FROM OUR EXPERTS
It is inevitable; at some point you are going to need an upper endoscopy and/or colonoscopy. Many people fear the discomfort that they anticipate will accompany these procedures. Additionally, weight-loss surgery patients are concerned about their ability to complete the bowel prep owing to their altered anatomy.
The good news is that it is easy to undergo these procedures, even if you’ve had gastric bypass. I was awfully afraid of the pain of – let’s be really honest here – having a device inserted into my bum and pushed all the way through to my small bowel. I also was nearly deathly afraid of being put under anesthesia.
Let me allay any concerns that you have. Speaking from my recent experience, a colonoscopy, the bowel prep, an upper endoscopy, and the anesthesia are all very manageable. Let’s explore them.
My Visit with the Gastroenterologist
First things first: I was sure to tell my gastroenterologist and nurse that...
Read part 1: Colonoscopy Bowel Prep after Gastric Bypass Surgery, Part 1
My Bowel Prep
Bowel prep is done to clear the bowel of all solid matter. The prep largely consists of drinking large amounts of clear liquids and laxatives the day before the colonoscopy. This is a day that you will want to stay home from the office.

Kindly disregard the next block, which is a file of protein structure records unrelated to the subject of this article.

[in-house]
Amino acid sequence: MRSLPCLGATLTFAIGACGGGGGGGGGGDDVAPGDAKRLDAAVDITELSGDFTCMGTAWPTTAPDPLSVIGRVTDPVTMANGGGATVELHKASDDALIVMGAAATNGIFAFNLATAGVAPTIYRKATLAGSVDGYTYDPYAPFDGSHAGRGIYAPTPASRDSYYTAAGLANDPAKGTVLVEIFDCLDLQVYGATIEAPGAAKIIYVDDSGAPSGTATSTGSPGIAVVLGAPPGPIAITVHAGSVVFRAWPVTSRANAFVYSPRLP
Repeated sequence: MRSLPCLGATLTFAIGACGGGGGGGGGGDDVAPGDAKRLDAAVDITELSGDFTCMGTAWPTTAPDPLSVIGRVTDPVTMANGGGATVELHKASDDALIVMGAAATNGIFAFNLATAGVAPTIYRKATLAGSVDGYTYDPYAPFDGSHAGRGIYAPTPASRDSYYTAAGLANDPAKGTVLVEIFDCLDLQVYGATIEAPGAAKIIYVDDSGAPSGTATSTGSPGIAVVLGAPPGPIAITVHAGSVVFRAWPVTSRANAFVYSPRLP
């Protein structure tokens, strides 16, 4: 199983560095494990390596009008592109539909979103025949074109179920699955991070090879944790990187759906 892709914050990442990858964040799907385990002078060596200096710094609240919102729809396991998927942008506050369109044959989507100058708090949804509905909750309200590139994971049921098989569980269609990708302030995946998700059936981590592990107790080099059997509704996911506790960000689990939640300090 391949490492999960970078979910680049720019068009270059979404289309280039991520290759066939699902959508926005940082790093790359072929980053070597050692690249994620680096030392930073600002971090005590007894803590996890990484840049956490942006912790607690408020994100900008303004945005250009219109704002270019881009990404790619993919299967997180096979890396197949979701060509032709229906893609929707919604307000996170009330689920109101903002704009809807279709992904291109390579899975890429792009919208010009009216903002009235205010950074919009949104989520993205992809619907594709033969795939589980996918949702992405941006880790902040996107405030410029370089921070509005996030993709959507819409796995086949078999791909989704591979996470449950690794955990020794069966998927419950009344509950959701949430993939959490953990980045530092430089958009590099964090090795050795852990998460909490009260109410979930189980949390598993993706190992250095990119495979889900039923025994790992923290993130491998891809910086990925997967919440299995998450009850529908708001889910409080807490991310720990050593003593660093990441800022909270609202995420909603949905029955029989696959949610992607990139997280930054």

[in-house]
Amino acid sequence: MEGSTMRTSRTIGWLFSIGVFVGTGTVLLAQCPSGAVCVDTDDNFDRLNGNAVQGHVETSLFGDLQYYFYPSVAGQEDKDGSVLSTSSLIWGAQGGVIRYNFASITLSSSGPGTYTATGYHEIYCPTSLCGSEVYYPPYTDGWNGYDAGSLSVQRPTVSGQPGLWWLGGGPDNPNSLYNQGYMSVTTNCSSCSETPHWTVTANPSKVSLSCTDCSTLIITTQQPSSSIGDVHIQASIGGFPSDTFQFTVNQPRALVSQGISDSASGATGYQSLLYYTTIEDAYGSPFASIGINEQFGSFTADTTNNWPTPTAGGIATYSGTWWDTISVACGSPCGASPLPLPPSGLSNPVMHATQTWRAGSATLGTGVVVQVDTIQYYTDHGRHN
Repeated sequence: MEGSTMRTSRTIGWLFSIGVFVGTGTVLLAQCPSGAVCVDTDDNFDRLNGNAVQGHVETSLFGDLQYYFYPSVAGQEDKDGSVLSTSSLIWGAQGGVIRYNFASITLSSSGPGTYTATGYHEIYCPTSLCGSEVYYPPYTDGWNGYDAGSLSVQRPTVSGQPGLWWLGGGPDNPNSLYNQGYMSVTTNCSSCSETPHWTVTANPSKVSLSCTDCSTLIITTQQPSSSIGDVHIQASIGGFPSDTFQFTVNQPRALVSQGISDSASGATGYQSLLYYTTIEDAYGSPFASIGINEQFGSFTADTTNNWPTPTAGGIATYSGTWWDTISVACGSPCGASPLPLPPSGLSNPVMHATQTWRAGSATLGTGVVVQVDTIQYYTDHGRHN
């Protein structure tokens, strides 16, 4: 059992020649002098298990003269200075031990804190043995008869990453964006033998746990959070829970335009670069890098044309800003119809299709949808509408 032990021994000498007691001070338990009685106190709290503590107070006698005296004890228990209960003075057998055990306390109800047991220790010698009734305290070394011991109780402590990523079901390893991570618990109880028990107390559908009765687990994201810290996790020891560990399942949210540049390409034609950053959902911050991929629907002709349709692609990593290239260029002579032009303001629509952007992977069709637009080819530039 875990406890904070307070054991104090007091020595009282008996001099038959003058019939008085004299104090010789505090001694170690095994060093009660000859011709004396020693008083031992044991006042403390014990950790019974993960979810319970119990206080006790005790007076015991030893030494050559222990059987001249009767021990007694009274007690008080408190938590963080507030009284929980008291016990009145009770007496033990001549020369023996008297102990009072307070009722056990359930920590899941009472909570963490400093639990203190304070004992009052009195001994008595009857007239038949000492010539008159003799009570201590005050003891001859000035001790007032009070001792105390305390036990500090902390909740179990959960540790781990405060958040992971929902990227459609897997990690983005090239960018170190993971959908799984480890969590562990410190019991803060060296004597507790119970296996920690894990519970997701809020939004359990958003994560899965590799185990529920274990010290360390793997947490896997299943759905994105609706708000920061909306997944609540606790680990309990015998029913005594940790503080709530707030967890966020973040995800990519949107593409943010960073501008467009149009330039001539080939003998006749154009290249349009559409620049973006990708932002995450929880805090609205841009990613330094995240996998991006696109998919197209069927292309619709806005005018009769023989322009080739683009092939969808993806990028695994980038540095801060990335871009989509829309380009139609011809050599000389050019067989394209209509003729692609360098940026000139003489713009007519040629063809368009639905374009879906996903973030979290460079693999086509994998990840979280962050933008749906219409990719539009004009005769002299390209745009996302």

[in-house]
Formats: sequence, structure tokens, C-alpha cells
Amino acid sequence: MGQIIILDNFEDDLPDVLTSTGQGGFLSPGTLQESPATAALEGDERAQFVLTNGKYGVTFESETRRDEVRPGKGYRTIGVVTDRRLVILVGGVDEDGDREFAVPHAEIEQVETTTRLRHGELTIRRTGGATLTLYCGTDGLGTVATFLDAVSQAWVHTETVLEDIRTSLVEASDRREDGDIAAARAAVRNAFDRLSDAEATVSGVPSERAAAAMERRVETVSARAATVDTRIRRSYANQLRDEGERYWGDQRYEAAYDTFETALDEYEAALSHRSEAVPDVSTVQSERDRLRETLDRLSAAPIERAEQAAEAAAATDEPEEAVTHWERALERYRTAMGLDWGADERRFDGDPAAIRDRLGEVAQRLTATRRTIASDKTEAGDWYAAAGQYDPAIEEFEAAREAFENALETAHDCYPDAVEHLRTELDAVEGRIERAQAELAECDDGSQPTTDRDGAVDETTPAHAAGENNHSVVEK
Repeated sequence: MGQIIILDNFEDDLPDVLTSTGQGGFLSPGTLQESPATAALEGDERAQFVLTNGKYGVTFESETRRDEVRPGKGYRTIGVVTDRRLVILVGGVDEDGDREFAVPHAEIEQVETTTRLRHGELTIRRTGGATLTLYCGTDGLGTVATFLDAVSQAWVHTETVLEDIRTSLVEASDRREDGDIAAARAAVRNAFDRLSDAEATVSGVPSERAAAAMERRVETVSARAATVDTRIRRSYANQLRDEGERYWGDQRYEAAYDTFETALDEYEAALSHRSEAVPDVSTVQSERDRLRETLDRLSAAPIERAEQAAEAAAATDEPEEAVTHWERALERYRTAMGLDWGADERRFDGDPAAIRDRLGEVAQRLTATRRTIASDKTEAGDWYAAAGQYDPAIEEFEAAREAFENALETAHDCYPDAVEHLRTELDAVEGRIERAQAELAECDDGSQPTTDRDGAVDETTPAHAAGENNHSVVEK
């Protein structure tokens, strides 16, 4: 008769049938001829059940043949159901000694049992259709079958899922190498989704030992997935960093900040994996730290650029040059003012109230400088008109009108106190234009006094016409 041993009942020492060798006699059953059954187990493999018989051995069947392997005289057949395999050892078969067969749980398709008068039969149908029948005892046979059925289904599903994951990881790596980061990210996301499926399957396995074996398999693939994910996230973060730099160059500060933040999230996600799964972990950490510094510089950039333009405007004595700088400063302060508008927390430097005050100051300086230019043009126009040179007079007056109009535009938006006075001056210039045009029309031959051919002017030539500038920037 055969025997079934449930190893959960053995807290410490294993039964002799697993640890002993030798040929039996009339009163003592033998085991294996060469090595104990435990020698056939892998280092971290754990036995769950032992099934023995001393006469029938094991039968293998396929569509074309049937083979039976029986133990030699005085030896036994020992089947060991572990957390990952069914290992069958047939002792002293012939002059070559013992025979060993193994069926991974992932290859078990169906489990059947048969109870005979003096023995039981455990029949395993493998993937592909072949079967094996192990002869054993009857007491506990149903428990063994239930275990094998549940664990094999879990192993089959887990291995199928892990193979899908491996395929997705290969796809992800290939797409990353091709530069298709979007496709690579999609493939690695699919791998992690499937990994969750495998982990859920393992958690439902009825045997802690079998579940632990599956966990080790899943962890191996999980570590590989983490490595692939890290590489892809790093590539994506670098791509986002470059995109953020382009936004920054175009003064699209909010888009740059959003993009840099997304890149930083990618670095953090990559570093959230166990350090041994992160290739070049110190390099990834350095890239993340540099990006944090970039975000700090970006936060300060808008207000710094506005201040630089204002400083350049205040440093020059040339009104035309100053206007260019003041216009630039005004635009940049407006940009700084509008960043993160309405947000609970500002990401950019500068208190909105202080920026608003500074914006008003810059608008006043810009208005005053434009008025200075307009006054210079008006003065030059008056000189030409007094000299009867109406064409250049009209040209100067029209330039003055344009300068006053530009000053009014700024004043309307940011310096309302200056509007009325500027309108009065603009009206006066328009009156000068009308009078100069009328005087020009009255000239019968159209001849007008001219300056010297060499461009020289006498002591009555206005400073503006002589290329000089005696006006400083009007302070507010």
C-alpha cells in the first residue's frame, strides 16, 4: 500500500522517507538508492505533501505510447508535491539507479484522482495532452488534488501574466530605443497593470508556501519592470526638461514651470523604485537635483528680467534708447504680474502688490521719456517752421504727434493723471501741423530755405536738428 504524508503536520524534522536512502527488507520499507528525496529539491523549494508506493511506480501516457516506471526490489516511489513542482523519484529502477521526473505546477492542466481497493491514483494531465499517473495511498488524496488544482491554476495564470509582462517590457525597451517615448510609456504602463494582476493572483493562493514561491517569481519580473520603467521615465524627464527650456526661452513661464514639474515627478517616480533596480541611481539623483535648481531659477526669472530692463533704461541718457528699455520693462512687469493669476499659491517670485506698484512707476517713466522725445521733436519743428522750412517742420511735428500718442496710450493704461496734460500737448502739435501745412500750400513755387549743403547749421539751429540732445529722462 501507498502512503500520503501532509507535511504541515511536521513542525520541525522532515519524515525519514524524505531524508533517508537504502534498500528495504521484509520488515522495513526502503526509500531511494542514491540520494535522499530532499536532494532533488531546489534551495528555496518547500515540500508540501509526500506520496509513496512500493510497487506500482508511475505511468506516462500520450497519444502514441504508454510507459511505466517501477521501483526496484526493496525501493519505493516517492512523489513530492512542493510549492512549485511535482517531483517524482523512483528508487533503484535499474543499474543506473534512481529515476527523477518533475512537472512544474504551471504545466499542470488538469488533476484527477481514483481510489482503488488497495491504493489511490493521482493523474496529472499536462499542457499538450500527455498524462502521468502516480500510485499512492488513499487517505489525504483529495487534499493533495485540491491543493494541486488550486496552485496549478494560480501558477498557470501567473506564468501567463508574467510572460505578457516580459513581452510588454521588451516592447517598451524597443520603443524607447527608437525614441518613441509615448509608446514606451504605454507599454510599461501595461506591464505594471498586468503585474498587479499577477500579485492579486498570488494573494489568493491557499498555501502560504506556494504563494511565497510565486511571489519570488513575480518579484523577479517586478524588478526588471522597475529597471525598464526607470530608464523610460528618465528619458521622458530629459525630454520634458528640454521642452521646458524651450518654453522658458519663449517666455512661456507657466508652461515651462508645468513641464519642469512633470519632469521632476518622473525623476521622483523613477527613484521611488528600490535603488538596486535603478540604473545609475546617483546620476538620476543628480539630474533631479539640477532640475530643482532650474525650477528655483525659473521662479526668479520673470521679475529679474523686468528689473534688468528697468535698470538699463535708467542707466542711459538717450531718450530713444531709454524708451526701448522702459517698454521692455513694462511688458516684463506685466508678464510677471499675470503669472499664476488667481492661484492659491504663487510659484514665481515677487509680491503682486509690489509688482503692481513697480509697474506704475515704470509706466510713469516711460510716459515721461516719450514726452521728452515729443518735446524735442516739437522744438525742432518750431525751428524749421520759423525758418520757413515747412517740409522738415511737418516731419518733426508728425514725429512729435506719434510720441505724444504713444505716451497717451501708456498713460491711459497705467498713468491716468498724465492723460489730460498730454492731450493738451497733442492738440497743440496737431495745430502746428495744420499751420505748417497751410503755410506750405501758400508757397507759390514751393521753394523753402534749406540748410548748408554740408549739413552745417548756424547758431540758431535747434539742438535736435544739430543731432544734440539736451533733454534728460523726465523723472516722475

My gastroenterologist asked me not to eat any nuts or seeds for one week prior to the colonoscopy as these can stink into the walls of the intestine.
On the day before the colonoscopy, I began the liquid fast and laxatives. This required me to drink moderate amounts of liquid laced with laxative at regular intervals.
It really was much easier than I imagined. It may be that experiences vary by patient, but I did not mind that taste of the Miralax in my iced tea, I did not have violent diarrhea, and I was not starving – not even that hungry really. What’s more, I was glad to be doing a colon cleanse. They’re suppos...
I'm a 68 year old woman with a history of heart disease. Last week, I was hospitalized with abdominal pain, diarrhea and rectal bleeding. I was placed on antibiotics and the emergency doctor ordered a CT scan which was read as having colitis. I was discharged and I am feeling better. I last had a colonoscopy five years ago. My symptoms have improved with the antibiotics. I have an appointment with my gastroenterologist in a few weeks. Will he want to do another colonoscopy?
The possibilities or differential diagnosis of your symptoms is vast. First off, is an infectious colitis. The most common bacteria to cause this are Salmonella, Shigella and Yersinia. Another possibility is ischemic colitis. This is common in elderly patients, especially with underlying heart disease. It is caused by a transient lack of blow flow to the intestines. Inflammatory bowel disease, both Crohn's disease and ulcerative colitis can present in patients in their 60's as well.
Antibiotics can ...
You should know
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